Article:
Hold Your Breath Like a Lover
息を殺して 「Iki wo Koroshite」
Release Date: June 20th, 2015
Running Time: 85 mins.
Director: Kohei Igarashi
Writer: Kohei Igarashi (Screenplay),
Starring: Ran Taniguchi, Goichi Mine, Yusuke Inaba, Koji Harada, Tomomitsu Adachi, Ran Arai, Rina Tanaka, Yuki Inagaki
This has been a film that has haunted me ever since I first saw the trailer back in 2014 and it was one of the films I was hoping to find in 2020. Well, I did. I ended up viewing it a couple of times. My initial impressions from the trailer was that this felt like it had “shades of Pulse (2001)” and an “apocalypse angle” but it turned out to be something else entirely, a subtle, gorgeous and melancholy take on the anxiety felt on the path of adulthood and a gradual maturation of its characters. It’s story is simple, perfect for allowing the powerful atmospherics to wash over me and pull me along.
The film takes place a couple of days after Christmas, 2017. The Christmas period is traditionally a time of year when you gather together with loved ones, share gifts and love and maybe some supernatural stories, a few melancholy moments over people gone, opportunities lost and time faded and also resolve to do better in the future in the hope of a symbolic rebirth. Perhaps it can be seen as the point where the threshold between past and future is most acutely felt. Instead of going home and spending time doing any of those things with others, however, a small selection of staff at a recycling centre/factory in Yokohama are lingering together after a night shift.
The skeleton crew keeping the lights on include 20-somethings like Tani (Ran Taniguchi), a gloomy office lady, and two workers, laidback Ken (Yusuke Inaba) and his survival-game-obsessed friend Gou (Goichi Mine) who roams around clad in combat gear. There are a couple of middle-aged colleagues too, such as Yana (Koji Harada), a divorcee who valiantly tries to fix up Christmas decorations, and Adachi (Tomomitsu Adachi), a man who seems like he is on the fast track for divorce after his wife has discovers he is being unfaithful. As the new year approaches, the factory becomes haunted by ghosts of people they knew and members of the team show what has united them in staying put: fears that they carry in their hearts over their uncertain futures.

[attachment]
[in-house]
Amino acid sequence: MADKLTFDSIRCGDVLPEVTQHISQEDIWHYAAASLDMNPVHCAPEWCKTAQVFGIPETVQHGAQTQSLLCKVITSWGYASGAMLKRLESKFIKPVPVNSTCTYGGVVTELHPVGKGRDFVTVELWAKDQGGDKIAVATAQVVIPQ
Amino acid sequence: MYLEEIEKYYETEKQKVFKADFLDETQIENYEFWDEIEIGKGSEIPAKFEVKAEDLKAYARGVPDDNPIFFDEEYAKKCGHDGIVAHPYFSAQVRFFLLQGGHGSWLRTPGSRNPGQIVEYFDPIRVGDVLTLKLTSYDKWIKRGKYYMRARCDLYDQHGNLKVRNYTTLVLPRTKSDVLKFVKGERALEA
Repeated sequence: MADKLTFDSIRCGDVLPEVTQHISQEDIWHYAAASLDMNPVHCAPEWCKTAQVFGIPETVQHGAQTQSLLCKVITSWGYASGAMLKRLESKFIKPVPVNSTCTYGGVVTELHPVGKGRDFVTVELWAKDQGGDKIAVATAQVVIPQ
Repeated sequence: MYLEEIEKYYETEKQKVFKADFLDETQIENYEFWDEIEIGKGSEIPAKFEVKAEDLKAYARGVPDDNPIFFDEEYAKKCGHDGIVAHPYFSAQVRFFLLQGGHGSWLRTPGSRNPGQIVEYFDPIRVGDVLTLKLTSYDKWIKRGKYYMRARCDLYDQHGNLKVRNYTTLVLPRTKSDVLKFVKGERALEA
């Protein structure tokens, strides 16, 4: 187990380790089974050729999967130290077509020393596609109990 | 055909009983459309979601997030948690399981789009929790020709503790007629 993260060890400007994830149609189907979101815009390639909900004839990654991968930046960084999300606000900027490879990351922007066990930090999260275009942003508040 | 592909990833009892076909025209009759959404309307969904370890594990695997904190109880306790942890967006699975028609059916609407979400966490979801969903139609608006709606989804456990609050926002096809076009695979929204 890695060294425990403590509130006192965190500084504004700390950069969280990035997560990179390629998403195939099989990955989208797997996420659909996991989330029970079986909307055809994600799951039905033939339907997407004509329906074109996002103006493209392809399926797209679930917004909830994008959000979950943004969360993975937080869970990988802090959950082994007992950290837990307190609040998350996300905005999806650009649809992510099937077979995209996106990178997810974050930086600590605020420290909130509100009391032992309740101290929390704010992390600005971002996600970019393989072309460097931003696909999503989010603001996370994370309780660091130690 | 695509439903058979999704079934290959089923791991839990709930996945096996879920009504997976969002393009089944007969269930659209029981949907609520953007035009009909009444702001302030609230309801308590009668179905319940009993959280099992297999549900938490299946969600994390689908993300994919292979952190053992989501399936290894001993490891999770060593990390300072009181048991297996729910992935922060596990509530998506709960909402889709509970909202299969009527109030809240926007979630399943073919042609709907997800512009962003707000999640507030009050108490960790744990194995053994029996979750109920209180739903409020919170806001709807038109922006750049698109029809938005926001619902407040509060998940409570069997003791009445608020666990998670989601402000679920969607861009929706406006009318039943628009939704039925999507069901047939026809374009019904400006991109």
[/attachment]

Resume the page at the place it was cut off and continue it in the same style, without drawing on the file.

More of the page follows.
The film’s plot is simple and just revolves around observing the characters, those 20 somethings who show reluctance to commit to tackling big questions in their lives, the sort that all adults must confront at some point. At first, you can write off their behaviour as the heavy-limbed tiredness from working long hours but the more we observe them and listen to their dialogue, the more we learn about their lives inside and outside of the factory and see that they are afflicted by anxiety and sadness and that by remaining at the factory half-heartedly working they are avoiding responsibilities like teens tarrying on the playground long into the dusk rather than going home and doing their homework.
The characters here spend their time in the gloomy cavernous halls of the factory, playing video games, and just hanging out on another night shift and talking about nothing in particular until they are confronted by something and let their fears come out. For Ken we see his qualms in committing to his pregnant girlfriend Mi-chan who waits for him, Gou grapples with mortality as felt with the appearance of ghosts, one of whom also has meaning for Tani who struggles to let go of her feelings for a co-worker as well as her sadness over the loss of her father. However, with the approach of the new year, letting go of dreams and taking on responsibilities becomes an inevitability.
The principal strength of the film is its atmospherics, as created by the mise-en-scene, as they colour in the dialogue and actions which are full of resistance to the slow pull of responsibilities that drags adults closer towards committing to something, to ageing, and dying.
The central location, the factory, is itself a liminal space that acts as the perfect playground for the emotional transitions of the characters who are on the threshold of maturity. Empty of people and with low-lighting from being shot at night, it is made unfamiliar, eerie, perfect for being haunted by ghosts. Due to the blocky architecture of such a place which favours function over form, the characters are often framed in interesting ways that uses the geometry of corridors, computer servers, pillars and staircases. At times, the architecture feels like it accentuates a haunted atmosphere, at other times it emphasises loneliness. It always suggests that the characters are in the process of moving and matches their emotional state.
It’s all resolved for most of workmates in a haunting slow-burn drama where they slowly acknowledge the need to move on and confront what emotionally ails them and fully face the anxiety they have in their heart. Their moving on is symbolised at the end with the characters greeting the new year and walking out into the sunshine. It is most poignantly felt in Tani’s character arc as she embraces and dances with her father, letting go of her gloominess and, perhaps, openly mourning properly for the first time.
As an adult, all of this rang true for me as these are emotions that I feel and so the film was quite moving for me. The slow pacing was perfect, the imagery beautiful and I felt a story of maturation that I could identify with even as the way everything is filmed are made unfamiliar. And, yes, this qualifies as a Christmas film since it takes place during the Christmas period and features a sense of rebirth.